Kyle Guerrant is a lifelong resident of East Lansing. He is also the Deputy Superintendent of Administrative Services at the Michigan Department of Education. Being on East Lansing’s School Board feels to him like a natural marriage between his private life as a father of three elementary students and his public life advocating for education.
“I left East Lansing for five years to go to school in Long Island but I always knew I would come back,” Guerrant said.
He has degrees in psychology, social work and education policy. He previously ran for a seat on the Board in 2014, and is an alumnus of East Lansing High School. He and his wife, Emily, have children in second and fourth grades.
“I believe I have the knowledge base and skill set to take the Board in a different direction than it has been going for the last five years,” he said.
In his job as deputy superintendent, Guerrant focuses on the health and safety aspects of schools across the State. He has also been working to decrease the high rate of suspensions and expulsions in high school. He has found that the issues of East Lansing are far from rare.
“I see the same thing in districts throughout the State,” he said. “It is never the buildings that make a school great, it is the staff and the teachers and the parents.”
He believes the community needs to move past the divisiveness that followed the closure of Red Cedar Elementary and allow the Board to focus its time and energy on other issues.
“The Board leadership has allowed this single issue to suck up on its focus,” he said, pointing out the need for updated infrastructure at Pinecrest Elementary School, among others, which were constructed in the 1960s and ‘70s.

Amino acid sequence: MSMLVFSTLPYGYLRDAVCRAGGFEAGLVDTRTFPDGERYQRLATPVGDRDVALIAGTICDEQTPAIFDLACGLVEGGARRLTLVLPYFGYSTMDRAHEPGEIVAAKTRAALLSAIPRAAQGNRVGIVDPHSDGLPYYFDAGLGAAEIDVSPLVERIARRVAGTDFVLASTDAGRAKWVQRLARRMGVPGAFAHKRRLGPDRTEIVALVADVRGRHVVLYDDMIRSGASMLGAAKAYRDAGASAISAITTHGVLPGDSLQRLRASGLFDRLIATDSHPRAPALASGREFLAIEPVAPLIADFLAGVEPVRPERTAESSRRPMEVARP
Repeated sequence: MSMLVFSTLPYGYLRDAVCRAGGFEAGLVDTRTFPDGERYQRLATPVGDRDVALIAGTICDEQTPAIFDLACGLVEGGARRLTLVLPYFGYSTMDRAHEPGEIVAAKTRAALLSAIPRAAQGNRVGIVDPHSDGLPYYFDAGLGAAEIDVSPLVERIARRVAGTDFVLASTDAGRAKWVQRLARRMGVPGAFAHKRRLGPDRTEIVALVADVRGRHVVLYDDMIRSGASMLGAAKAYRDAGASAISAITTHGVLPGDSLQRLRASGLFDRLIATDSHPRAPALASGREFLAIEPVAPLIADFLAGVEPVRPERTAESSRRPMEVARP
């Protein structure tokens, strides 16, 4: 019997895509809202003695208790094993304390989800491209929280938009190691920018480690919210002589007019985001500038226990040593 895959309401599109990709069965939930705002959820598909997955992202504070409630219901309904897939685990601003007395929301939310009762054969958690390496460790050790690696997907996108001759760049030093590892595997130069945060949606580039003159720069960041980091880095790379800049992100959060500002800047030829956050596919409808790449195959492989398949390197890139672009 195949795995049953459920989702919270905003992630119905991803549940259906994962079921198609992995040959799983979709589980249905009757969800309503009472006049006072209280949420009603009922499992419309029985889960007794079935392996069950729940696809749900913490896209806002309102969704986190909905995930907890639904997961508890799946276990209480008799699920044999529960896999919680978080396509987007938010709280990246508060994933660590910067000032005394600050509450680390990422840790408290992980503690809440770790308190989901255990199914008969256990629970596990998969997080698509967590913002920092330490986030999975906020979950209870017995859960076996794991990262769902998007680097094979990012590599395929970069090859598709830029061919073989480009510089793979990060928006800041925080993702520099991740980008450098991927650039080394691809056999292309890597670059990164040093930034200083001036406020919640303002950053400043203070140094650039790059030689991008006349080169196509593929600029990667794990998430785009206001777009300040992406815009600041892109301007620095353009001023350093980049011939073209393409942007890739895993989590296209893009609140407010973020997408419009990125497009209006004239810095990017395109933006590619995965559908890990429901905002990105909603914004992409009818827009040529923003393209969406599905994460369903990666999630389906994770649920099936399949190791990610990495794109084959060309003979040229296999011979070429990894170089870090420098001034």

“Now is the time to invest in sorely needed updates to our infrastructure,” he said. “We want an environment that is conducive to learning.”
He has seen other districts fall into problems by failing to invest in their infrastructure and he is afraid that East Lansing may be reaching that point where if they don’t invest now, it will cost them much more, farther down the road.
“East Lansing is not unique in that it has gotten bogged down by the day to day work,” he said. “What we need is a board that creates the vision and the support that the superintendent needs. We need cohesion and collaboration instead of micromanaging.”
Specifically, he would like to continue the work the Board has done on making Donley Elementary School a Title I school and also addressing health needs of the high school students, who saw two peers commit suicide in the past year.
“The schools can be successful. They just need more support,” Guerrant said.
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